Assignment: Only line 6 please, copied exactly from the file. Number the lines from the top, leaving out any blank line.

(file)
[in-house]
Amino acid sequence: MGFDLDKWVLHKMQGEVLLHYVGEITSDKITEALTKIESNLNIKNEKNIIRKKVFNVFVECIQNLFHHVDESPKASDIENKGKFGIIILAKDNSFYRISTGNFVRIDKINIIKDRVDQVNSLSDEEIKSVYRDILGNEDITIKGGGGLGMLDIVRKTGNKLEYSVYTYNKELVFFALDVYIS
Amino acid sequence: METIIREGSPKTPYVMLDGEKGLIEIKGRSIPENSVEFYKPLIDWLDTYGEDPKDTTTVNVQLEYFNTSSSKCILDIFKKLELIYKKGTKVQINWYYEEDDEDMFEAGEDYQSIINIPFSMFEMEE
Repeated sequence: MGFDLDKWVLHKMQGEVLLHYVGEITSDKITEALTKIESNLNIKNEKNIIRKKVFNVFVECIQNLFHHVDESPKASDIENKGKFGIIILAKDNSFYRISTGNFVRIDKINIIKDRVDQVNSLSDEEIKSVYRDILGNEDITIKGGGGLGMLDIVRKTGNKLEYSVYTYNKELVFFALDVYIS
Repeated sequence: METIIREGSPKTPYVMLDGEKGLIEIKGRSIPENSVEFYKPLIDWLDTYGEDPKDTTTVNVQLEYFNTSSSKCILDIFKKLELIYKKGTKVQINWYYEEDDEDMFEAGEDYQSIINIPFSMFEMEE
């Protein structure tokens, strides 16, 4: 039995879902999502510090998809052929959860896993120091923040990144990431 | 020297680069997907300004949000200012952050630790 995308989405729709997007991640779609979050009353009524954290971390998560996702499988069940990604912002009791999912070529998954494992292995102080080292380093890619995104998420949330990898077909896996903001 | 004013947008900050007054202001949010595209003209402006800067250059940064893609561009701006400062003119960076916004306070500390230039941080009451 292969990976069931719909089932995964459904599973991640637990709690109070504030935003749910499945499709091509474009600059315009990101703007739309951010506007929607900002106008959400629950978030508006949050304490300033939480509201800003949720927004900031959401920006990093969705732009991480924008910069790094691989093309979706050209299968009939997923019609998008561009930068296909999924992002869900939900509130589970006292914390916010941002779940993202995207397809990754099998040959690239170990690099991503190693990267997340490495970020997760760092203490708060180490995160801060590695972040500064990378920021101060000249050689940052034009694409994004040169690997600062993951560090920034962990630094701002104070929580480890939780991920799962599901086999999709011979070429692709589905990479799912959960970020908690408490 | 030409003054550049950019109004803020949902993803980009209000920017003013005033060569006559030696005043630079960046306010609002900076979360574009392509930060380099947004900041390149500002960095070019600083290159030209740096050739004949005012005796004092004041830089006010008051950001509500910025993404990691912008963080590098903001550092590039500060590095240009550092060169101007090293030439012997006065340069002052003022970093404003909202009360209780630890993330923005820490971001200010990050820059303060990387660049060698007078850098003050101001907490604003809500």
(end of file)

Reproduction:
């Protein structure tokens, strides 16, 4: 039995879902999502510090998809052929959860896993120091923040990144990431 | 020297680069997907300004949000200012952050630790 995308989405729709997007991640779609979050009353009524954290971390998560996702499988069940990604912002009791999912070529998954494992292995102080080292380093890619995104998420949330990898077909896996903001 | 004013947008900050007054202001949010595209003209402006800067250059940064893609561009701006400062003119960076916004306070500390230039941080009451 292969990976069931719909089932995964459904599973991640637990709690109070504030935003749910499945499709091509474009600059315009990101703007739309951010506007929607900002106008959400629950978030508006949050304490300033939480509201800003949720927004900031959401920006990093969705732009991480924008910069790094691989093309979706050209299968009939997923019609998008561009930068296909999924992002869900939900509130589970006292914390916010941002779940993202995207397809990754099998040959690239170990690099991503190693990267997340490495970020997760760092203490708060180490995160801060590695972040500064990378920021101060000249050689940052034009694409994004040169690997600062993951560090920034962990630094701002104070929580480890939780991920799962599901086999999709011979070429692709589905990479799912959960970020908690408490 | 030409003054550049950019109004803020949902993803980009209000920017003013005033060569006559030696005043630079960046306010609002900076979360574009392509930060380099947004900041390149500002960095070019600083290159030209740096050739004949005012005796004092004041830089006010008051950001509500910025993404990691912008963080590098903001550092590039500060590095240009550092060169101007090293030439012997006065340069002052003022970093404003909202009360209780630890993330923005820490971001200010990050820059303060990387660049060698007078850098003050101001907490604003809500």